At the same time, Americans appear to have some reservations about achievement testing, particularly about the amount of testing in their local schools.

For example, the public is divided on whether, on an overall basis, there is too much or too little achievement testing in the local schools. Forty-three percent say there is about the right amount and the remainder is roughly split between those who think there is too much and those who feel there is too little testing.

Americans, by 68% to 26%, also believe that examples of public school students’ work offer a better way to measure their academic achievement than do their scores on standardized local and state achievement tests.

 

"Now, here are some questions about testing. In your opinion, is there too much emphasis on achievement testing in the public schools in your community, not enough emphasis on testing, or about the right amount?"

 

National
totals 

No children
in school

Public school
parents

 

'00
%

'97
%

'00
%

'97
%

'00
%

'97
%

Too much emphasis

30

20

28

20

34

19

Not enough emphasis

23

28

26

28

19

26

About the right amount 

43

48

41

46

46

54

Don't know

4

4

5

6

1

1

 

"In your opinion, should the primary use of tests be to determine how much students have learned or to determine the kind of instruction they need in the future?"

 

National
totals

No children
in school
%

Public school
parents
%

Determine how much students have learned

30

32

27

Determine the kind of instruction needed

65

63

69

Don't know

5

5

4

 

"In your opinion, which is the best way to measure student academic achievement -- by means of test scores or by classroom work and homework?"

 

 

 

National
totals

No children
in school
%

Public school
parents
%

Test scores

26

28

23

Classroom work and homework

68

66

71

Don't know

6

6

6

 


D. Teachers

The following finding reveals the special importance of teachers in the school reform movement: When Americans are asked which one of four possibilities offers the most promise for improving the public schools in their communities, more than half (52%) answer "a qualified, competent teacher in every classroom." The next most frequently mentioned response, with only 19%, is "a free choice for parents among a number of private, church-related, and public schools," followed closely by "rigorous academic standards," with 17%.

As a way to attract and retain good teachers, the public favors increased pay for all teachers, by a margin of 62% to 37%, while as many as nine in ten are in favor of increased pay for teachers who demonstrate high performance.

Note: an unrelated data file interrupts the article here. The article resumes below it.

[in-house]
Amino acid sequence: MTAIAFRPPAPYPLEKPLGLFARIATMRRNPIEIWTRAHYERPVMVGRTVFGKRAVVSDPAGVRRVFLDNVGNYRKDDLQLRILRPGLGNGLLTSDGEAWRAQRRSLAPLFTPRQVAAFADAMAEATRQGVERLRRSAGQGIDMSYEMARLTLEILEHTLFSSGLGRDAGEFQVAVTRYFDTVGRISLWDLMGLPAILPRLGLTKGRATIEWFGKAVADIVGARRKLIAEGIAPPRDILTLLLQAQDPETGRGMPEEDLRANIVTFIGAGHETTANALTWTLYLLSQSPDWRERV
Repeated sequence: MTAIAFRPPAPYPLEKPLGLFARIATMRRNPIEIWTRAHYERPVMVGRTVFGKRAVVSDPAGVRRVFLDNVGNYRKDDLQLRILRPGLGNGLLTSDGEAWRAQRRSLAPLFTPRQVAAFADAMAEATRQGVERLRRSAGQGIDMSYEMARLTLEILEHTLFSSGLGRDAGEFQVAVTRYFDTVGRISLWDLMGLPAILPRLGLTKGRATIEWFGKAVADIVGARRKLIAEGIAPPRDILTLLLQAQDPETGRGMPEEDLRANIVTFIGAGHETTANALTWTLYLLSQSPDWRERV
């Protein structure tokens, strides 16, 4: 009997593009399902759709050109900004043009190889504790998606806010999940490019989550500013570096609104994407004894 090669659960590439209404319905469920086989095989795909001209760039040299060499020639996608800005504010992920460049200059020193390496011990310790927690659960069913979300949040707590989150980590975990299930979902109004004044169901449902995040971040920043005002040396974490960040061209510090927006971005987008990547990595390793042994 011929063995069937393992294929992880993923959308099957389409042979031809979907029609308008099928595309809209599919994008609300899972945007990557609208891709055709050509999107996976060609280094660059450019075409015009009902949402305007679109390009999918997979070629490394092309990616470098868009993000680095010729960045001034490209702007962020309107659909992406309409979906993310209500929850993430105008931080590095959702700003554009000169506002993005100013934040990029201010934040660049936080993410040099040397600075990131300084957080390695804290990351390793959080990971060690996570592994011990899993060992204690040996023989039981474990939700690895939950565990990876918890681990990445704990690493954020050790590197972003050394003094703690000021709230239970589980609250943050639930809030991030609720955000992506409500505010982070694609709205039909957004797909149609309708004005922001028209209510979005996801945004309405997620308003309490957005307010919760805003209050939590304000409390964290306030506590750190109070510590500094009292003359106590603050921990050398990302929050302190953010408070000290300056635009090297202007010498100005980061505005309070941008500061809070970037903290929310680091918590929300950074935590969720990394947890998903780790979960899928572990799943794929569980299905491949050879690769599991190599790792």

As regards demonstrated performance, moreover, more than eight in ten (85%) feel that it is either very or fairly important that increased teacher pay should be tied to the scores their students receive on standardized achievement tests.

The public is divided as to whether teacher unionization has helped, hurt, or made no difference as regards the quality of education in the nation. About a quarter (27%) say it has helped, another quarter (26%) say it has hurt, and the remaining 47% say it has made no difference or they have no opinion. The percentage who feel unionization has hurt educational quality, however, has declined from 38% to the aforementioned 26% over the last 25 years.

 

"Of the following four possibilities, which one do you think offers the most promise for improving the public schools in your community: rigorous academic standards; a qualified, competent teacher in every classroom; the elimination of social promotion (that is, moving students from grade to grade to keep them in their own age group); or free choice for parents among a number of private, church-related, and public schools?"

 

National
totals

No children
in school
%

Public school
parents
%

A qualified, competent teacher in every classroom

52

49

59

Free choice for parents among a number of private, church-related, and public schools

19

18

15

Rigorous academic standards

17

21

15

The elimination of social promotion

10

10

10

Don't know

2

2

1

 

E. Government Influence and Funding

By a margin of about two to one, Americans would like the federal government to have less influence (61%) rather than more (33%) in determining the education programs of the local public schools. The current numbers are virtually the same as those obtained in two of three previous surveys since 1986.

In a similar vein, in the current survey 49% say the federal government has too much influence on the decisions that affect the local public schools, compared to 16% who feel the feds have too little influence, and 29% who say about the right amount.